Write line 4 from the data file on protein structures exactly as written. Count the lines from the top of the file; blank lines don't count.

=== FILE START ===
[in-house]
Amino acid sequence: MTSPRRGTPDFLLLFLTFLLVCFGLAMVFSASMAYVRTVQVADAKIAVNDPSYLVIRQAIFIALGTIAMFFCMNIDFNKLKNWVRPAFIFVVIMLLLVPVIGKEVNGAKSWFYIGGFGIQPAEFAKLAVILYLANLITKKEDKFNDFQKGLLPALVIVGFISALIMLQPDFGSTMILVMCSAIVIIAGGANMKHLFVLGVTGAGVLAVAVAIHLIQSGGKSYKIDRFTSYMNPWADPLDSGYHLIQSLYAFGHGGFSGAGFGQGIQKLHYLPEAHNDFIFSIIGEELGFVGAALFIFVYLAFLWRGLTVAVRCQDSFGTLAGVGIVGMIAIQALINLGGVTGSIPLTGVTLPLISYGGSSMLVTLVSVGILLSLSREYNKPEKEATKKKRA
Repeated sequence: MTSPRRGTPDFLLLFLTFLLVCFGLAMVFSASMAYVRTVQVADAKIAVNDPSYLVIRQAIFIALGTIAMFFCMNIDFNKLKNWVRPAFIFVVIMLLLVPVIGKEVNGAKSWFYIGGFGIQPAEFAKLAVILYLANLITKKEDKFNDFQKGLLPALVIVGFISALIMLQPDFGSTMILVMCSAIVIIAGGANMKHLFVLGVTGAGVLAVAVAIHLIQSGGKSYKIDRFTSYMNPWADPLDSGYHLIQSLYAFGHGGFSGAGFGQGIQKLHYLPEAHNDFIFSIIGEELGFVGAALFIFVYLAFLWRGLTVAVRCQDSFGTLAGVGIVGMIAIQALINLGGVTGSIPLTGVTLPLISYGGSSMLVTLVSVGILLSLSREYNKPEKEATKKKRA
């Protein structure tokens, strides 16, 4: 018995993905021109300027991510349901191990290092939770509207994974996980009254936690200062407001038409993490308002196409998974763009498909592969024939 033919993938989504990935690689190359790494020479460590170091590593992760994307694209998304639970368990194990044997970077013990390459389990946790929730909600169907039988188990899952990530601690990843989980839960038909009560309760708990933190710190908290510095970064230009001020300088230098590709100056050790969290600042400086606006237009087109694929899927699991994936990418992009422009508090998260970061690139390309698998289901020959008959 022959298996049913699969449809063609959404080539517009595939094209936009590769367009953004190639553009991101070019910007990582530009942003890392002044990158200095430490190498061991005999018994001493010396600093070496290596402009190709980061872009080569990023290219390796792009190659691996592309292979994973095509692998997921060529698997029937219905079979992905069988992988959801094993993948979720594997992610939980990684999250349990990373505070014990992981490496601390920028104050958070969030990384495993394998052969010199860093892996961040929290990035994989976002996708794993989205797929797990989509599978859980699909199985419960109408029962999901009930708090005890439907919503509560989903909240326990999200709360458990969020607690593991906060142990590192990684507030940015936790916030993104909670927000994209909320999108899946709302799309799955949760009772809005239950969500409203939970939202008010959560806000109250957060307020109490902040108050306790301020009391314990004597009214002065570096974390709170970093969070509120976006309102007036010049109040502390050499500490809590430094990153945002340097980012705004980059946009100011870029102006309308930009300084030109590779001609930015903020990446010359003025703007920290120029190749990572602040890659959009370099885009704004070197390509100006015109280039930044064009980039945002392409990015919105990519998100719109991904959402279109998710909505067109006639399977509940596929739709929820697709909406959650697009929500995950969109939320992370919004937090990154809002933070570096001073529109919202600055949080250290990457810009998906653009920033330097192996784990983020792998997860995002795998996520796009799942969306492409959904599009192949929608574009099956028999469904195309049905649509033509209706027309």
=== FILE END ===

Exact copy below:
């Protein structure tokens, strides 16, 4: 018995993905021109300027991510349901191990290092939770509207994974996980009254936690200062407001038409993490308002196409998974763009498909592969024939 033919993938989504990935690689190359790494020479460590170091590593992760994307694209998304639970368990194990044997970077013990390459389990946790929730909600169907039988188990899952990530601690990843989980839960038909009560309760708990933190710190908290510095970064230009001020300088230098590709100056050790969290600042400086606006237009087109694929899927699991994936990418992009422009508090998260970061690139390309698998289901020959008959 022959298996049913699969449809063609959404080539517009595939094209936009590769367009953004190639553009991101070019910007990582530009942003890392002044990158200095430490190498061991005999018994001493010396600093070496290596402009190709980061872009080569990023290219390796792009190659691996592309292979994973095509692998997921060529698997029937219905079979992905069988992988959801094993993948979720594997992610939980990684999250349990990373505070014990992981490496601390920028104050958070969030990384495993394998052969010199860093892996961040929290990035994989976002996708794993989205797929797990989509599978859980699909199985419960109408029962999901009930708090005890439907919503509560989903909240326990999200709360458990969020607690593991906060142990590192990684507030940015936790916030993104909670927000994209909320999108899946709302799309799955949760009772809005239950969500409203939970939202008010959560806000109250957060307020109490902040108050306790301020009391314990004597009214002065570096974390709170970093969070509120976006309102007036010049109040502390050499500490809590430094990153945002340097980012705004980059946009100011870029102006309308930009300084030109590779001609930015903020990446010359003025703007920290120029190749990572602040890659959009370099885009704004070197390509100006015109280039930044064009980039945002392409990015919105990519998100719109991904959402279109998710909505067109006639399977509940596929739709929820697709909406959650697009929500995950969109939320992370919004937090990154809002933070570096001073529109919202600055949080250290990457810009998906653009920033330097192996784990983020792998997860995002795998996520796009799942969306492409959904599009192949929608574009099956028999469904195309049905649509033509209706027309």